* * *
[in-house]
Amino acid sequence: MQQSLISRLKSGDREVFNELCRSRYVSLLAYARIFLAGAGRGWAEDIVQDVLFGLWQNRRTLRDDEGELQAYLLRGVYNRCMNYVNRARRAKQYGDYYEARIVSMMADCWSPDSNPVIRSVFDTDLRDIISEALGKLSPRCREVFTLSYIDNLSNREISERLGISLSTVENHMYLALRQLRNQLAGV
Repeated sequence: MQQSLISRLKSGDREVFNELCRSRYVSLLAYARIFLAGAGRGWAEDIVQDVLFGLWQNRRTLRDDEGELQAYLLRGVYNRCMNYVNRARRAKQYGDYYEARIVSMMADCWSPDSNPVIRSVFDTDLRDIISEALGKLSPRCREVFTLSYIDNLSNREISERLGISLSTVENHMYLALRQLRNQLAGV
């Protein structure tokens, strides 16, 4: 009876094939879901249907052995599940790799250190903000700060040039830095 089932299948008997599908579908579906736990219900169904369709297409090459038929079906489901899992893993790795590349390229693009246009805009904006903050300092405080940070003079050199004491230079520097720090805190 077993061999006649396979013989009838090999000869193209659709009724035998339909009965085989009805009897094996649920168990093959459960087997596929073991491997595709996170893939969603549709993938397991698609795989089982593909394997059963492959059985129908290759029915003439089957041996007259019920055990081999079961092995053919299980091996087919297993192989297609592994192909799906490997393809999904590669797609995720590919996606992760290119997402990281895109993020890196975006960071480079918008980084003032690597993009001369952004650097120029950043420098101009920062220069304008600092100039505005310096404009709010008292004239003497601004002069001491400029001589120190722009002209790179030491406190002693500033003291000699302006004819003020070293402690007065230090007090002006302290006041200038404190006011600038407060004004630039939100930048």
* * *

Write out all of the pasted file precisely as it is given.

[in-house]
Amino acid sequence: MQQSLISRLKSGDREVFNELCRSRYVSLLAYARIFLAGAGRGWAEDIVQDVLFGLWQNRRTLRDDEGELQAYLLRGVYNRCMNYVNRARRAKQYGDYYEARIVSMMADCWSPDSNPVIRSVFDTDLRDIISEALGKLSPRCREVFTLSYIDNLSNREISERLGISLSTVENHMYLALRQLRNQLAGV
Repeated sequence: MQQSLISRLKSGDREVFNELCRSRYVSLLAYARIFLAGAGRGWAEDIVQDVLFGLWQNRRTLRDDEGELQAYLLRGVYNRCMNYVNRARRAKQYGDYYEARIVSMMADCWSPDSNPVIRSVFDTDLRDIISEALGKLSPRCREVFTLSYIDNLSNREISERLGISLSTVENHMYLALRQLRNQLAGV
């Protein structure tokens, strides 16, 4: 009876094939879901249907052995599940790799250190903000700060040039830095 089932299948008997599908579908579906736990219900169904369709297409090459038929079906489901899992893993790795590349390229693009246009805009904006903050300092405080940070003079050199004491230079520097720090805190 077993061999006649396979013989009838090999000869193209659709009724035998339909009965085989009805009897094996649920168990093959459960087997596929073991491997595709996170893939969603549709993938397991698609795989089982593909394997059963492959059985129908290759029915003439089957041996007259019920055990081999079961092995053919299980091996087919297993192989297609592994192909799906490997393809999904590669797609995720590919996606992760290119997402990281895109993020890196975006960071480079918008980084003032690597993009001369952004650097120029950043420098101009920062220069304008600092100039505005310096404009709010008292004239003497601004002069001491400029001589120190722009002209790179030491406190002693500033003291000699302006004819003020070293402690007065230090007090002006302290006041200038404190006011600038407060004004630039939100930048």